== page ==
• Place a cold, wet cloth, or ice pack where the injection was given. Leave it on for a short time. 
  • Don't rub the injection site.
  • Tell your doctor if this bother you.
  • Read more After your immunisation(external link)
  • Fever
  • It's quite common for the first 1 or 2 days after receiving the injection and usually settles within a few days.
  • Dress lightly, with a single layer of clothing. Don't wrap your child in a blanket.
  • Keep the room cool, use a fan.
  • Drink plenty of fluids.
  • The routine use of paracetamol is not recommended following vaccinations, but may be used if your child is miserable or distressed.
  • Tell your doctor if the fever persists.
  • Read more about after your immunisation.(external link)
  • Feeling unwell, tired or weak
  • Loss of appetite
  • Muscle ache
  • Headache
  • These are quite common for the first 1 or 2 days after getting the injection.
  • It usually settles within a few days.
  • Rest and drink plenty of fluids.
  • The routine use of paracetamol is not recommended following vaccinations, but may be used for relief of severe discomfort.
  • Tell your doctor if they bother you.
  • Read more about after your immunisation.(external link)
  • Signs of an allergic reaction such as skin rash, itches, swelling of your face, lips, mouth or problems breathing
  • Tell your doctor immediately or ring Healthline 0800 611 116.
Did you know that you can report a medicine side effect to CARM (Centre for Adverse Reactions Monitoring)? Report a side effect to a product.(external link)

The best place to go for vaccinations is your family medical clinic. They have your medical records and can check to see if you’ve already had a particular vaccination. Either your doctor or a nurse can give the vaccination.

If you don’t have a family doctor, you can go to one of the after-hour medical clinics. Ring them first to make sure they can help you with the vaccination you need.

You can find a clinic near you on the Healthpoint(external link) website. Put in your address and region, and under Select a service, click on GPs/Accident & Urgent Medical Care.

Vaccines on the National Immunisation Schedule are free. Other vaccines are funded only for people at particular risk of disease. You can choose to pay for vaccines that you are not eligible to receive for free.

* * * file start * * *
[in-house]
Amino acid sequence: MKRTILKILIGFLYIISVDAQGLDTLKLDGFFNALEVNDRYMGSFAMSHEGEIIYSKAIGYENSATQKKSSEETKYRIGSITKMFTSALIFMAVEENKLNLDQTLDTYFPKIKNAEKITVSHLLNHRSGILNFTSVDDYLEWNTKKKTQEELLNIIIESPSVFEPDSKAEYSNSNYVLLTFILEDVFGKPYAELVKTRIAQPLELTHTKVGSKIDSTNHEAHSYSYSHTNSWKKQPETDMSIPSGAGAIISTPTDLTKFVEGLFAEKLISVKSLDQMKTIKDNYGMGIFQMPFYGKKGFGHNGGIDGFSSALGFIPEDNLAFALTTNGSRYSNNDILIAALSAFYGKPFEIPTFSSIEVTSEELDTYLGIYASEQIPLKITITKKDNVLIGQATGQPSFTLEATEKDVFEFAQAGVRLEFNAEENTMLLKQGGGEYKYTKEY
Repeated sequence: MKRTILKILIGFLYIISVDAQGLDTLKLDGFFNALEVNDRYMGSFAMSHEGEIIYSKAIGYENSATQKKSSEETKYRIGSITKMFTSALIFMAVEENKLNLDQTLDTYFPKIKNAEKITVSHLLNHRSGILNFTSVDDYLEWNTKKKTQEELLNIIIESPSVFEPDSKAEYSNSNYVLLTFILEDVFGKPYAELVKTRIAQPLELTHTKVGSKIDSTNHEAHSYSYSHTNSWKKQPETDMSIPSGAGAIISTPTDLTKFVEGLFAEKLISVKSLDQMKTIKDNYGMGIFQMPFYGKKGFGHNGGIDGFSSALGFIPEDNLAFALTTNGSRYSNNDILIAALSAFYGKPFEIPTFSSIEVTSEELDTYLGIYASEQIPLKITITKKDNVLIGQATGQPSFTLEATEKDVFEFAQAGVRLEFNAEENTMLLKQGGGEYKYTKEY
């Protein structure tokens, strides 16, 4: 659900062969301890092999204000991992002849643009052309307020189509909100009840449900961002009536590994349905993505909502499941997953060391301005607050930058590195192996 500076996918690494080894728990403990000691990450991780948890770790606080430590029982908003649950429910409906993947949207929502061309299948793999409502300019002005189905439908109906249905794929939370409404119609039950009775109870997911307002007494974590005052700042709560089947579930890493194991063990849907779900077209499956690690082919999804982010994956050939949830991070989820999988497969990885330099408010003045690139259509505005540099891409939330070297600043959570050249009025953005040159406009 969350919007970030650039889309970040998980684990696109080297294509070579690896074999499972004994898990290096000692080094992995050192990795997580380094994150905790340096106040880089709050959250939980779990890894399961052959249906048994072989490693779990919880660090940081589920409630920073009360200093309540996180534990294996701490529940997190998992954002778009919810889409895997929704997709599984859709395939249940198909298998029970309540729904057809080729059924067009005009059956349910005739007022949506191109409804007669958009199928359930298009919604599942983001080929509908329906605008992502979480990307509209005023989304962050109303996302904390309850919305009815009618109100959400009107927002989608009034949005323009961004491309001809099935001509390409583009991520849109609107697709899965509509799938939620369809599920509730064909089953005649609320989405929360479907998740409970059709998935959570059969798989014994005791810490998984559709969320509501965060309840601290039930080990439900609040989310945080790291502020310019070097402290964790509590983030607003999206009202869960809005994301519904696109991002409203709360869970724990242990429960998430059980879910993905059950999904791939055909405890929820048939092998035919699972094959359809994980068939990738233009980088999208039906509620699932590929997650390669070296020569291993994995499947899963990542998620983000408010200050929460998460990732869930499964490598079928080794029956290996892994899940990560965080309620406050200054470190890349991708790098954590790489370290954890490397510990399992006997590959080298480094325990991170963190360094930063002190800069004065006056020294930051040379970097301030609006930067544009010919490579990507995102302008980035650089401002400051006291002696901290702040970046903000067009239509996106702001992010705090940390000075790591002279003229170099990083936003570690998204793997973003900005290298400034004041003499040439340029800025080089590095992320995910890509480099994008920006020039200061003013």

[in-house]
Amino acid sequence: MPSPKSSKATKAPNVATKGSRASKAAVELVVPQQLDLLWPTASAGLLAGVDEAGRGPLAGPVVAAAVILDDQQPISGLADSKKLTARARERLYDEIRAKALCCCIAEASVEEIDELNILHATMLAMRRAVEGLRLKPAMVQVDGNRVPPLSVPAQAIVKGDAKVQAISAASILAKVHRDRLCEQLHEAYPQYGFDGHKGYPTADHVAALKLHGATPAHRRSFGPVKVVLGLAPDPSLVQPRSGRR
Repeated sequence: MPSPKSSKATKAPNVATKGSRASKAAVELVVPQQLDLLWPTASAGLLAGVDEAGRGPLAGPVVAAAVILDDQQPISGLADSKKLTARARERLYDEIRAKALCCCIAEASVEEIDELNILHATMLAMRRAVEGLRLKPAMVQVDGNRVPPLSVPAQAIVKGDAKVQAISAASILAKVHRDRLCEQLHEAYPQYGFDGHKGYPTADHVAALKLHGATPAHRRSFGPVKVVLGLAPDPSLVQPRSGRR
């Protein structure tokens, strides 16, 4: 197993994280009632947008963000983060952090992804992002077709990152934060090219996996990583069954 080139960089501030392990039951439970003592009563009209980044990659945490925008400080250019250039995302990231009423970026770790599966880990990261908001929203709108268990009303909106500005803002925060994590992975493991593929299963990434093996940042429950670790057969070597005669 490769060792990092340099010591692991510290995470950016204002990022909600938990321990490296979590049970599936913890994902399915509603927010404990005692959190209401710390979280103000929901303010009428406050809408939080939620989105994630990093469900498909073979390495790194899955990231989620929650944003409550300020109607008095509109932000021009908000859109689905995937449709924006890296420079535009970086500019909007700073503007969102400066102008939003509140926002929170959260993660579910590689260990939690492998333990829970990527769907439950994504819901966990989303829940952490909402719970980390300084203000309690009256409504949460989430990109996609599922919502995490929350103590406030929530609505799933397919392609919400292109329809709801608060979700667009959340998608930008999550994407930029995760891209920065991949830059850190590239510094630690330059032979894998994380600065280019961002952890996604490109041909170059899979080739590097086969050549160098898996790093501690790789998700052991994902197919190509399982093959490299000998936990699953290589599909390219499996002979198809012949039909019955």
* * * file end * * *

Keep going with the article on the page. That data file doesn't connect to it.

The following links provide further information on hepatitis B vaccines:

The New Zealand National Immunisation Schedule(external link) 
Tips following immunisation(external link) Ministry of Health, NZ
Engerix-B(external link) Medsafe Consumer Information
Hepatitis B and C(external link)(external link) Department of Corrections and Ministry of Health, NZ, 2013
Hepatitis B – personal record(external link)(external link) Ministry of Health and Health Promotion Agency, NZ, 2014

  1. Hepatitis B(external link) Immunisation Handbook, NZ, 2020
  2. Hepatitis B(external link) The Immunisation Advisory Centre
  3. Infanrix-hexa(external link) The Immunisation Advisory Centre
  4. HBvaxPRO(external link) The Immunisation Advisory Centre


5 questions to ask about your medications

5 questions to ask about your medications

Health Quality and Safety Commission, NZ, 2019

Te reo Māori

hepatitis b and c

Hepatitis B and C

Department of Corrections and Ministry of Health, NZ, 2013

hepatitis b personal record

Hepatitis B – personal record

Ministry of Health and Health Promotion Agency, NZ, 2014

Free helplines

Link to Māori Pharmacists website

Credits: Healthify editorial team. Healthify is brought to you by Health Navigator Charitable Trust.

Reviewed by: Sandra Ponen, Pharmacist, Auckland

Last reviewed:

Page last updated: